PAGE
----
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News note

UNICEF highlights needs of flood-affected Ugandans

Children and women comprise 80 per cent of those affected

KAMPALA, 25 September 2007 – UNICEF today expressed its deep concern over the situation of some 300,000 people affected by flooding in eastern and northern Uganda.  The large majority of them are children and women.

The worst flooding to hit Uganda in decades, the aftermath of steady rains since July, has forced an estimated 200,000 people from their homes and in need of immediate, emergency shelter and household items to ward off disease and stave off further casualties. This displacement is in addition to the 110,000 already forced from their homes because of the conflict in northern Uganda, causing a double displacement.

“Many of these children and their families were already vulnerable to natural disasters because of more than 20 years of armed conflict in northern Uganda,” said UNICEF Representative Keith McKenzie. “Basic services, such as access to health facilities and water and sanitation services were already overstretched and have become further disrupted. Flooding has only compounded the risks of disease outbreak, and further limited their access to basic education.”

Specifically, water sources have become contaminated following the collapse of flooded latrines, posing a direct threat to the health of children and their families even when floodwaters recede. Waterborne diseases, malaria and acute respiratory infections have reportedly increased by as much as 30 per cent.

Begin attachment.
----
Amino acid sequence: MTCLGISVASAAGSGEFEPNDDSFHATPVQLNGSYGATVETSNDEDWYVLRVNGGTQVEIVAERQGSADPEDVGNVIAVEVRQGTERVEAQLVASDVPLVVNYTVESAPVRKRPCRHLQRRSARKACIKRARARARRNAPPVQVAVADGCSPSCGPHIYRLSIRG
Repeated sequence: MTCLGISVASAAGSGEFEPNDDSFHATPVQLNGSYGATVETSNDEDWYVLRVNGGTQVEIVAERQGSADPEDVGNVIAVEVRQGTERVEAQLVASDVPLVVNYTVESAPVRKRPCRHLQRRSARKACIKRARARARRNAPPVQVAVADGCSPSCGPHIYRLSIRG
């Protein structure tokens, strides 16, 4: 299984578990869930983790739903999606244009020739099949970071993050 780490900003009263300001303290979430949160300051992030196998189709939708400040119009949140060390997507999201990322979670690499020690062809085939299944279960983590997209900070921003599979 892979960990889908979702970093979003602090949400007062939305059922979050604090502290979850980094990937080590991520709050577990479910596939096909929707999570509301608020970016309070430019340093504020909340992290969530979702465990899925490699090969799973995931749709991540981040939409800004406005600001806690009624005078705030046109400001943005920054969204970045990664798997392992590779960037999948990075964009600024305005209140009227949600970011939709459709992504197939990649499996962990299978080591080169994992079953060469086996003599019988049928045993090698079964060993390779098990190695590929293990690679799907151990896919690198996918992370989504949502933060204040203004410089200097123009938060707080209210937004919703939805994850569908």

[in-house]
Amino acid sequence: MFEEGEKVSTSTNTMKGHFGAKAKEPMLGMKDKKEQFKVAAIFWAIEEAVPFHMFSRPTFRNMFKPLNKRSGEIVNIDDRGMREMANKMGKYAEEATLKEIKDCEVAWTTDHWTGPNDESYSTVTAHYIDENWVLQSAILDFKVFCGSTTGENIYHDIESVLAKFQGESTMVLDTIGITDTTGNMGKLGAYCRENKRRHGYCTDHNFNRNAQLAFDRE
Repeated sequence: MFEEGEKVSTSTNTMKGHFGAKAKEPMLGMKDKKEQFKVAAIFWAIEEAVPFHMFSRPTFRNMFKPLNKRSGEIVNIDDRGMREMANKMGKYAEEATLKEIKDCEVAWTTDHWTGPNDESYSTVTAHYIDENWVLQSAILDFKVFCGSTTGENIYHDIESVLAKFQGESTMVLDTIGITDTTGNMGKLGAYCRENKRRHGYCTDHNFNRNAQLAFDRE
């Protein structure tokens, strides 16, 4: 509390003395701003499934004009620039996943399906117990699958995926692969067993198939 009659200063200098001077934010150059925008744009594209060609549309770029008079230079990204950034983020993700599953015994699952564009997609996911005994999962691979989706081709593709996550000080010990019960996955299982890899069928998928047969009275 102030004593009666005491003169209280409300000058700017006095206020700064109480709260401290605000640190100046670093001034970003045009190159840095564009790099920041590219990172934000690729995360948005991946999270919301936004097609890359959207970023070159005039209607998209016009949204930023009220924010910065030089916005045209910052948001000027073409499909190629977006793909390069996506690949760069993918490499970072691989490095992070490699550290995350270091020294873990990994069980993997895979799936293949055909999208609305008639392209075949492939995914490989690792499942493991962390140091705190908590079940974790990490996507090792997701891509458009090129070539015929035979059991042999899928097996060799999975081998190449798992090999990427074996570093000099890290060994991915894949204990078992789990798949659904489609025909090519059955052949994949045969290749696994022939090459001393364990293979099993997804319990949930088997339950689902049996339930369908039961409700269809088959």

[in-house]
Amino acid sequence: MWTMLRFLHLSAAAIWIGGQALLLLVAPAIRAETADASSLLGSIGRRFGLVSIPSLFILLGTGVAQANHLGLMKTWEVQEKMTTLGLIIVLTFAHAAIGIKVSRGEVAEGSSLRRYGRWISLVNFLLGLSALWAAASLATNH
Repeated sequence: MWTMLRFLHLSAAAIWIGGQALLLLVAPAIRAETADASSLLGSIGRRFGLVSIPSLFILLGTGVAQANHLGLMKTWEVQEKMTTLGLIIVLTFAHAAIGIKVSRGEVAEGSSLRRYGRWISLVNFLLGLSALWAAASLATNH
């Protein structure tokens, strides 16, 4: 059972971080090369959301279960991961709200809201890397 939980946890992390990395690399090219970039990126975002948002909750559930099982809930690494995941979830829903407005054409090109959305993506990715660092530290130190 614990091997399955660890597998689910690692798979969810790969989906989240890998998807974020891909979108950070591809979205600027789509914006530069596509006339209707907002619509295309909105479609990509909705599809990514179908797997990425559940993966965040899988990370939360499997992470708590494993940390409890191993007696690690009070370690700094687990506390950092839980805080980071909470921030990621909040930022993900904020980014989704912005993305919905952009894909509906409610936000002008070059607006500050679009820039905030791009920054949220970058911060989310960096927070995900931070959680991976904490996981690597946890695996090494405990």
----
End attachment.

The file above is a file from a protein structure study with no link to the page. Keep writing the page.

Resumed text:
Children have also been forced out of school because of damage to classrooms; this has prevented over 100,000 children from beginning the third term of the academic year.

Emergency response has been hindered by limited access due to damaged, submerged or washed-away roads and bridges, requiring expensive air and boat transport to deliver aid and conduct assessments.

Floods have also washed away many families’ July/August harvest and delayed their next planting, potentially extending the normal hunger season from two to 10 months.

UNICEF urgently requires $7.2 million to continue its lifesaving response. To date, it has provided 1 million measles and 1.2 million polio vaccines as well as emergency and basic drug kits for up to 20,000 people for three months and 17,400 insecticide-treated mosquito nets to prevent malaria.

To address the need for clean water, UNICEF and partners have also distributed 177,000 water purification tablets and conducted education campaigns on hygiene and sanitation. Some 300 tents have been provided to affected schools to be used as temporary classrooms for over 150,000 students. UNICEF is also helping to rehabilitate damaged sanitation equipment in 49 primary schools and will provide emergency latrines in 100 schools to serve both pupils and the local population using the schools as shelter.

For shelter and non-food items, UNICEF has distributed 9,200 family kits consisting of blankets, kitchen utensils, a tarpaulin, collapsible jerry can, soap and other household items.

UNICEF is on the ground in over 150 countries and territories to help children survive and thrive, from early childhood through adolescence.  The world’s largest provider of vaccines for developing countries, UNICEF supports child health and nutrition, good water and sanitation, quality basic education for all boys and girls, and the protection of children from violence, exploitation, and AIDS.  UNICEF is funded entirely by the voluntary contributions of individuals, businesses, foundations and governments.

For more information, please contact:
Chulho Hyun, UNICEF, Kampala, +256 772 222 347, chyun@unicef.org
Véronique Taveau, UNICEF Geneva, +41 22 909 5716 vtaveau@unicef.org
Patrick McCormick, UNICEF NY, +1212 326 7426, pmccormick@unicef.org
Rafael Hermoso, UNICEF NY, +1212 326 7516, rhermoso@unicef.org




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